January 1, 2017
Medieval depictions of the final judgment often have a rather puzzling feature to them; somewhere toward the bottom of the scene is a container that looks like a cradle and in it a crowded group of little boys. They are, of course, the Holy Innocents. You recall the story: When Herod figures out that the Magi have returned home without returning to tell him where to find the ‘newborn king of the Jews’, he has all the little boys in Bethlehem murdered. With no more words than that, the New Testament reports one of the most cruel and insane acts of violence in the history of the world.
These little boys have long been taken up by the Church as the first harvest of Salvation; the unspeaking (infants) whose death proclaims the coming of Christ (that’s why Herod does what he does); the weakest of the weak who conquer suffering and death and so win through to life.
Without ever questioning that they have a place in heaven, I have, I must admit, wondered if it is not just a bit of rhetorical excess that makes us call them martyrs and saints and victors. I would not claim any special revelation for myself, but it was on their feast day this week past that I think I understood something of that puzzle.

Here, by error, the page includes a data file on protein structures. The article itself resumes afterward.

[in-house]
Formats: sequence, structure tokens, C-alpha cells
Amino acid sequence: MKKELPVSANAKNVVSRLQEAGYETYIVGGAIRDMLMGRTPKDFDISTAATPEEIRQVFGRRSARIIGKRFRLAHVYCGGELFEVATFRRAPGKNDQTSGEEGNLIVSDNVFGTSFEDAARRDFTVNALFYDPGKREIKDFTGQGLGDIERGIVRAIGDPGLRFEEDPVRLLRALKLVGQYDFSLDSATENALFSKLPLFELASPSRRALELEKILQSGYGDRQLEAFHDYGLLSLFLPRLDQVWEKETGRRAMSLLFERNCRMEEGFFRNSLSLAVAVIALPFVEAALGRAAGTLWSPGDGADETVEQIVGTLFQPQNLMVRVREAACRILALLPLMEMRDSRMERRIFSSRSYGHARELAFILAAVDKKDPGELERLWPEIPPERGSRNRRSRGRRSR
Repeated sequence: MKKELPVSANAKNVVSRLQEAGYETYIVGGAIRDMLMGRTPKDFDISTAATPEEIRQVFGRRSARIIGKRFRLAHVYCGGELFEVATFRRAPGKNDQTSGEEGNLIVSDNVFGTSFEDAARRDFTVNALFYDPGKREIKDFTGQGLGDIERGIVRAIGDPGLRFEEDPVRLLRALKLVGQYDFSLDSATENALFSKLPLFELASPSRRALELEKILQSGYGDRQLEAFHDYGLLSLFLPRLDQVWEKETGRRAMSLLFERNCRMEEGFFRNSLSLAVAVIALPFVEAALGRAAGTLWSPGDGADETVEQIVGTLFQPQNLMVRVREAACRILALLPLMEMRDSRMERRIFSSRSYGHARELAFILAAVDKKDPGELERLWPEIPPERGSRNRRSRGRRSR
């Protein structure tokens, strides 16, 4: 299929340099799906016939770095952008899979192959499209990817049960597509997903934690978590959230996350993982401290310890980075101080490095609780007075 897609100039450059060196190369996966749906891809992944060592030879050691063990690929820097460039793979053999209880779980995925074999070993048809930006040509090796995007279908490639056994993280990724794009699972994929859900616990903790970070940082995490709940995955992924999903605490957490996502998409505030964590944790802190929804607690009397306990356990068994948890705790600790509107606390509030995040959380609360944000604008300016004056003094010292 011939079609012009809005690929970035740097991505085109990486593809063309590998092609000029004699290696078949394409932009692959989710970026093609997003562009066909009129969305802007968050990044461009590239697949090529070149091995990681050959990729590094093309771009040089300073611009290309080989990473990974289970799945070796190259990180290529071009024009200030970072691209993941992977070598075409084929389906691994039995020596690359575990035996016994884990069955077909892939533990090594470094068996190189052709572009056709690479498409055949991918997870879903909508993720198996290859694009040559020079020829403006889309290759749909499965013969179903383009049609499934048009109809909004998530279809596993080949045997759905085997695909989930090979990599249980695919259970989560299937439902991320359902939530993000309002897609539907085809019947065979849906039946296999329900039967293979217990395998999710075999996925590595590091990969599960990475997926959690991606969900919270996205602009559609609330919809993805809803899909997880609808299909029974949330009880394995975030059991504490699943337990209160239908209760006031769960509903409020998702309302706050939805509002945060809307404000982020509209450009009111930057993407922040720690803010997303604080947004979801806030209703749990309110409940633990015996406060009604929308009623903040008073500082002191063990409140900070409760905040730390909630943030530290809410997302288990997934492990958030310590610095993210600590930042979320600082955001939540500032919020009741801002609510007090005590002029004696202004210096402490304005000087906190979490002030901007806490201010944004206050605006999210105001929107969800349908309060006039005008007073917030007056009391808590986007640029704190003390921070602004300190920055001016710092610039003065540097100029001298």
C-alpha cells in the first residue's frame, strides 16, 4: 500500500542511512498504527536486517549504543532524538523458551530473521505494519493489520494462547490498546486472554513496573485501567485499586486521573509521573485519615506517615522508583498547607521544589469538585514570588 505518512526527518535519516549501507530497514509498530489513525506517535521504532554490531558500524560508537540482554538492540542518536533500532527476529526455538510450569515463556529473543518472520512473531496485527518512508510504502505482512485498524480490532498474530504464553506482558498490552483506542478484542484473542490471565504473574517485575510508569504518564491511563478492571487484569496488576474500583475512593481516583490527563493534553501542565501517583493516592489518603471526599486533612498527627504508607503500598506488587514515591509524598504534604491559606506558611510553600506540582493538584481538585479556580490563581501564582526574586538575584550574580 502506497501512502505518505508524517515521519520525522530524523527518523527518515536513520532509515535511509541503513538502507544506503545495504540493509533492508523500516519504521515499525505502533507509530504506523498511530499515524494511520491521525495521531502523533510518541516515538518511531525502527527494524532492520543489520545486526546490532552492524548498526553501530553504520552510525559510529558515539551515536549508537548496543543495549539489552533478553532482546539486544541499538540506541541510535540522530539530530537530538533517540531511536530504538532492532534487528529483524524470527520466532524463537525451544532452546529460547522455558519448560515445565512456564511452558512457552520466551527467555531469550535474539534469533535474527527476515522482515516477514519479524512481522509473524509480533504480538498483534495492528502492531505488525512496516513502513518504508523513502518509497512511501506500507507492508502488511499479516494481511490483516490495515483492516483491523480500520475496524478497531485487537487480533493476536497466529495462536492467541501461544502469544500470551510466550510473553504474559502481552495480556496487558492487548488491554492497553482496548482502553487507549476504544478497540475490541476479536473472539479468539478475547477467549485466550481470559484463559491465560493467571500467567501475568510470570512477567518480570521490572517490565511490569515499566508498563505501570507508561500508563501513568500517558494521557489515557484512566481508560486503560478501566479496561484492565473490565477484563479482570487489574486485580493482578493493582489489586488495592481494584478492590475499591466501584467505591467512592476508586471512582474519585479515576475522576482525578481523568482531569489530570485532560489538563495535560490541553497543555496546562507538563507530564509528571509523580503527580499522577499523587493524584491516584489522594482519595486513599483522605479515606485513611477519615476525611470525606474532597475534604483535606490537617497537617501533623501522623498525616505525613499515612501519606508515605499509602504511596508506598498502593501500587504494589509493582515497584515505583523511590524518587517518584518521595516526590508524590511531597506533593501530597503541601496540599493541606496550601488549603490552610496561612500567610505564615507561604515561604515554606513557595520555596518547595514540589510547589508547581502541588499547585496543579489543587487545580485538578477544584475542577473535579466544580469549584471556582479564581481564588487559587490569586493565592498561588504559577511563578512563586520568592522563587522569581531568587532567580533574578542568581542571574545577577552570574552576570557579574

I think that it was Peter, Paul and Mary – you remember them – who sang that ‘you have to teach a child to hate’; to think that someone or something or some cause is undeserving of human rights, deprived of human dignity and rightly subjected to inhuman treatment. The reason for this is easy to discern. The ability to think in terms of right and wrong or good and bad is something that matures in the human psyche only after infancy is past. Until then, the child’s ‘moral’ world is taken up summed up in terms of pleasure or pain.
Children cry and coo without wondering what they should do, without judging what someone else should have done, without thinking that they have or have not deserved this sensation. They know that there are things in the world that bring pain and things that bring pleasure, but these experiences are not freighted with judgments.
So, here are these little Bethlehemites (today they would be Palestinians) who are identified in Herod’s mind and by their own vital statistics as somehow connected to ‘the newborn King’. If they were to know this, they would not know whether this was a good thing or a bad; they would know only that it was so. They would not try to change it or change themselves.
Evil – even impending death – would in no way govern their decision. Because they could not of themselves and had not been taught by other do more than accept and – in a real sense, to love the world and its inhabitants – they lived and died for ‘goodness’ sake’.
This is the very essence of holiness. The saints’ only reaction to evil is mercy; never a return of evil. The saints’ only motive for acting is goodness to be achieved; never and evil to be repaid or punished or avoided.
When we forget how to hate we become saints.
Really and truly and forgetfully yours,